CONGREGATIONS involved in the mother and baby homes scandal should not be scapegoated for the mistreatment of the women and children in their care, according to the Catholic Primate of All Ireland.
In an appearance on the RTÉ's This Week programme, Archbishop Eamon Martin said: "They were commissioned by the State and local authorities, county councils and expected to intervene when the rest of society had basically banished these mothers.
"They found themselves in the frontline."
There is "clear evidence that the day-to-day running of these institutions was very harsh," Martin conceded, while also noting that they were inspected and overseen by state authorities.
"As soon as women and children went into these places, society didn't seem to want to know any more, be they living or dead.
"If it's just, proportionate and if it's in account of the findings of the commission, I do feel the church needs to do reparation for this. I accept that," he added.
Commenting on calls for a redress scheme, Mr Martin said: "I think we can show our apologies are sincere by being willing to contribute in any way we can.
"Minister O'Gorman [Minister for Children, Equality, Disability, Integration and Youth] since has asked for the Church to make a contribution to whatever restorative scheme is put in place.
"I do think religious congregations will be willing to play their part generously."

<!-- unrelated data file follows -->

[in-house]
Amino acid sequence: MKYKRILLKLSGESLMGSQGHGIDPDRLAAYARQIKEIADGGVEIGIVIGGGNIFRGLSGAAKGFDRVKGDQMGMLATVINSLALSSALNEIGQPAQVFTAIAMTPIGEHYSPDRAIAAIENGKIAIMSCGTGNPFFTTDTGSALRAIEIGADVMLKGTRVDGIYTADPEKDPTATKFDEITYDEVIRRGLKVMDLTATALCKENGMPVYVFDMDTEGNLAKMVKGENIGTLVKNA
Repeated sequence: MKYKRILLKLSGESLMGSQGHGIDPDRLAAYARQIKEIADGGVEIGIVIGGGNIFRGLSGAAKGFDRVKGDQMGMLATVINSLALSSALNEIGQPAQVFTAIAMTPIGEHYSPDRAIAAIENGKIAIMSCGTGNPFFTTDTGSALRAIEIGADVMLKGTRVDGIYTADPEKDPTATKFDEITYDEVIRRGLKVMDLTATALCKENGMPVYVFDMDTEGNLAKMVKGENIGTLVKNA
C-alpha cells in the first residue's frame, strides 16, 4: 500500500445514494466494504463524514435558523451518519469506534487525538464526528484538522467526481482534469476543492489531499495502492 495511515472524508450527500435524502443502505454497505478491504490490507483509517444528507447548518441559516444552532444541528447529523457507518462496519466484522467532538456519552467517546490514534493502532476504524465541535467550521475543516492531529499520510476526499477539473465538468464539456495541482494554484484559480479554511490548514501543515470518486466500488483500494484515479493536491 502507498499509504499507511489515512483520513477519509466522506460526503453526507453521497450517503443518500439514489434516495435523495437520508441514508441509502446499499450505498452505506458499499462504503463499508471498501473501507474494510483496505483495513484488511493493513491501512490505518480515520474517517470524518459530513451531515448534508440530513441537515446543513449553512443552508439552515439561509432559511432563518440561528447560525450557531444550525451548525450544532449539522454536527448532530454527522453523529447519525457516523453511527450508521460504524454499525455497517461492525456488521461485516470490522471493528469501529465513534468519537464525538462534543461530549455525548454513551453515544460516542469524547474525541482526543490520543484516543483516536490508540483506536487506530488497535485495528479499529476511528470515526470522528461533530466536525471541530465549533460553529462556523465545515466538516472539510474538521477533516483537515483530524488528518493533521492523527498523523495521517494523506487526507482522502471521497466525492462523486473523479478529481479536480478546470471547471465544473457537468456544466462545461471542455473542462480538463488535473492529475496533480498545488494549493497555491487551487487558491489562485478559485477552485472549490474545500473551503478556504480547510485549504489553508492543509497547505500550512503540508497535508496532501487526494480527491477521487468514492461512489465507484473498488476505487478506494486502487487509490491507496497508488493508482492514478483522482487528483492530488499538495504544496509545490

The details - unearthed by a six-year-long investigation - of how the homes were run, as well as hearing the testimonies of survivors, has evoked a "very deep sadness" from many in the church, the Archbishop said.
"We are shamed, really, to realise and think of the number of vulnerable women and their unborn children and then their infants who were stigmatised and shamed and excluded from their homes and families.
"Essentially they were banished by society with all of their rights largely ignored by everyone," he continued.
When asked about the failure of individuals from religious orders to account for where babies were buried, the Archbishop said: "I think we are dealing with people who society did not care about and forgot.
"I do know the sisters said they commissioned researchers and historians to try to locate for definite with evidence where people were buried.
"I would ask anyone who knows anything about the burial of these dear children to come forward so their graves can be identified and appropriately marked."
Green Party leader Eamon Ryan has offered assurances that the Adoption and Tracing Bill, helping survivors to access their birth records and trace their biological relatives, will be brought through at "full speed".
Mr Ryan also confirmed that survivors of the homes will be granted the broadest possible access to their personal information, and that the application of "good GDPR principles" will help the Government to bring the laws into effect.
"Everyone does have or should have to the greater extent possible access to their records," he continued, while adding that this shameful and tragic period can never be forgotten.
"We can in some way help by making sure all the records are available for everyone to the greatest extent possible."
It has emerged that some pharmaceutical companies conducted vaccine trials on babies born within the institutions. When asked whether these institutions should contribute toward a redress scheme, Mr Ryan said the matter will be considered by Government in due course.
The substance of the mother and baby homes report has been questioned by some, such as Fine Gael Senator and Leader of the Seanad Regina Doherty, who described it as "callous", and urged for an independent review into its findings and conclusions.
"It's not good enough to stand alone as the nation's response to generations of women who were mistreated at the hands of the church and the State", she said on RTÉ's Weekend on One.